Privitization - Explained
What is Privatization of a Company?
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Table of ContentsWhat is Privatization?How Does Privatization Work? Economic Theory and PrivatizationAcademic Research on Privatization
What is Privatization?
Privatization explains the transfer of ownership of a property, assets, or company from government ownership to private ownership. This means, a property formerly possessed by the government has been transferred to private individuals. When we talk of corporate privatization, it occurs as a result of transfer of a company formerly owned by the government to private owners.
There are quite a number of meanings attached to privatization, aside from being the transfer of ownership of a company or an entity from public sector to private sector, it could also mean the transfer of just a part of a company.
Privatization could also mean deregulation in certain discussions, this happens when a company under heavy regulations becomes less regulated. Also, when a company is privatized, it drops the name limited company and takes up the name private limited company.
Privatization has contributed immensely to an improved economy and efficiency of service. A historic act is that of privatization in India in 1991 as budget reforms.
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How Does Privatization Work?
There are two major sectors of the economy in any country of the world, these are public (government) sector and private sector. At certain periods, the government relinquishes ownership of some of its operations to the private sector for effective control of resources and the economy.
In many countries such as the united states, public sector runs operations public schools and universities, public electricity companies, healthcare, postal service, water corporations, and many others. However, it is vital to know that the private sector can still have operations similar to those of the government. The government can, however, decide to transfer public operations to private sector for profit.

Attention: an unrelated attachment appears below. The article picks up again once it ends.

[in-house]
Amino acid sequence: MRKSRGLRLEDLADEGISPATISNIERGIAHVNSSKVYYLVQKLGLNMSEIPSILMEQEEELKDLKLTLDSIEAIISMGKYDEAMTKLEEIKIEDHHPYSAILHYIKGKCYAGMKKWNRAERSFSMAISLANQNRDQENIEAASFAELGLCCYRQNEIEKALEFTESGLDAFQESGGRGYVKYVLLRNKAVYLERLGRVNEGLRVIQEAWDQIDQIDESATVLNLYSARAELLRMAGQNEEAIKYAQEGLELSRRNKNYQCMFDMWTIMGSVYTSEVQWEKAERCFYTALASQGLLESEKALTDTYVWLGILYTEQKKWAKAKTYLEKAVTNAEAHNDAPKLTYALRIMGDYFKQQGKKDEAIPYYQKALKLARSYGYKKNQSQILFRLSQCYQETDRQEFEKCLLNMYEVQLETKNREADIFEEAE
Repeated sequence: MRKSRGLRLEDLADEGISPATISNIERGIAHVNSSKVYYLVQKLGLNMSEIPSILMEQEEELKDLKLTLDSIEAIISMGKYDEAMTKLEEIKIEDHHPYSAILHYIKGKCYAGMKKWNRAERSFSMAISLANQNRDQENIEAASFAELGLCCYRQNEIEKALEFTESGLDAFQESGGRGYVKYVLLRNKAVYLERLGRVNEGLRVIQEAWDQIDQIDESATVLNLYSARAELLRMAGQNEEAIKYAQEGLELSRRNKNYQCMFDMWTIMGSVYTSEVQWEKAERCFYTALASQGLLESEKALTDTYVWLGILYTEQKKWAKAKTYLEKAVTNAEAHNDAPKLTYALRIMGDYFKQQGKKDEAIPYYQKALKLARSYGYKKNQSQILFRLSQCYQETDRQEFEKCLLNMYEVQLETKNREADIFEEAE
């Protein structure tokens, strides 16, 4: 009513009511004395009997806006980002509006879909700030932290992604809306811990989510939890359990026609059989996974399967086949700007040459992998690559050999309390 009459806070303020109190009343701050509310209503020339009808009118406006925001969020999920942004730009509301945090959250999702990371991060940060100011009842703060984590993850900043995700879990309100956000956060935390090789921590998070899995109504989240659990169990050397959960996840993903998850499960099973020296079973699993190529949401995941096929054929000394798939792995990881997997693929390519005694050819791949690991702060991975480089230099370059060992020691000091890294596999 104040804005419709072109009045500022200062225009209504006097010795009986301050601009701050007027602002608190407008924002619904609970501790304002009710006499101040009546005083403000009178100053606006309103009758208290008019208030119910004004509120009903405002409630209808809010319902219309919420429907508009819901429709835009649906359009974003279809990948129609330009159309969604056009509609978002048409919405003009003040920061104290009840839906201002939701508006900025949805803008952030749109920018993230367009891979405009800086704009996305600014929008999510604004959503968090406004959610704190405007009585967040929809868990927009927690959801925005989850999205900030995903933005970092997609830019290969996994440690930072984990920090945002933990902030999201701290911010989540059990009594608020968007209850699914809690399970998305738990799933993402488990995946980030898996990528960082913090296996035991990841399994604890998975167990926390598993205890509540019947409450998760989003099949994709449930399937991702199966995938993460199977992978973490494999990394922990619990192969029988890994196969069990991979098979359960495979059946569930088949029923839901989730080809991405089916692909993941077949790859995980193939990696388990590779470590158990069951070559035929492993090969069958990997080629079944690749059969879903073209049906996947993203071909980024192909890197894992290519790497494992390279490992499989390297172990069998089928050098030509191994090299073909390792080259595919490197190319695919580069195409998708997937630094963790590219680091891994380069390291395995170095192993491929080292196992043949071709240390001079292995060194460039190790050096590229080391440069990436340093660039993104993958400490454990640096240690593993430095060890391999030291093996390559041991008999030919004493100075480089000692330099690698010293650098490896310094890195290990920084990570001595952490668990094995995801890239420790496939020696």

The private sector is profit motivated, it is gain-oriented. Private owners create business and services to cater for peoples needs in exchange for money. Although, government-owned establishments are not profit-oriented, their bureaucratic nature may impede their efficiency, this is why the government privatize some of its operations to improve efficiency and reduce cost. However, there is opposition against this privatization as some people argue that basic necessities like education, water, electricity should not be left in the hands of private sector. Also, some states such as the state of Washington, have control of liquor stores in order to regulate how liquor is being sold.
The transitioning of a company from being a public-owned to a private-owned is corporate privatization. In this setting, a company can decide to reshuffle its operations or make structural changes in its system without consulting the shareholders. For instance, if the structural changes to be made would affect shareholders, their opinions would not be considered.
Nevertheless, for a company to be fully private-owned, none of its funds or finance should come from public trading. The company must also pay off all debts to shareholders before it can be regarded as privately-held.
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Economic Theory and Privatization
This paper presents an economic theory on the potential benefits of privatizing public-owned companies. It also considers the simplicity or complexity of contractual arrangements that occur in privatization. In a complete contract situation, institutional structure has less importance in the contractual arrangement unlike in incomplete contracts where institutions are highly significant.
In a 1997 model by Hart, Shleifer and Vishny, in the context in incomplete contracts, a manager make certain decisions about investments and this depends on the situation of the desirability of private or public ownership. The Hart-Shleifer-Vishny model also incorporated endogenic assignments of the investment tasks to aid development for mixed public-private ownership.
This is an evaluation of privatization and a highlight of its potential benefits as well as downsides. The evaluation of privatization was carried out based on the type of industry and how the industry is regulated. The underlying benefits of privatization are;
- Reduction in level political inference.
- Efficient delivery of services.
- Creation of short-termed entities.
- Well-incorporated shareholders.
- An increased profit margin for both the government and private sector.
Below are the downside of privatization;
- Loss of dividends by the government.
- Difficulty in regulating private monopolies.
- Fragmentation of industries.
- Lack of public interest.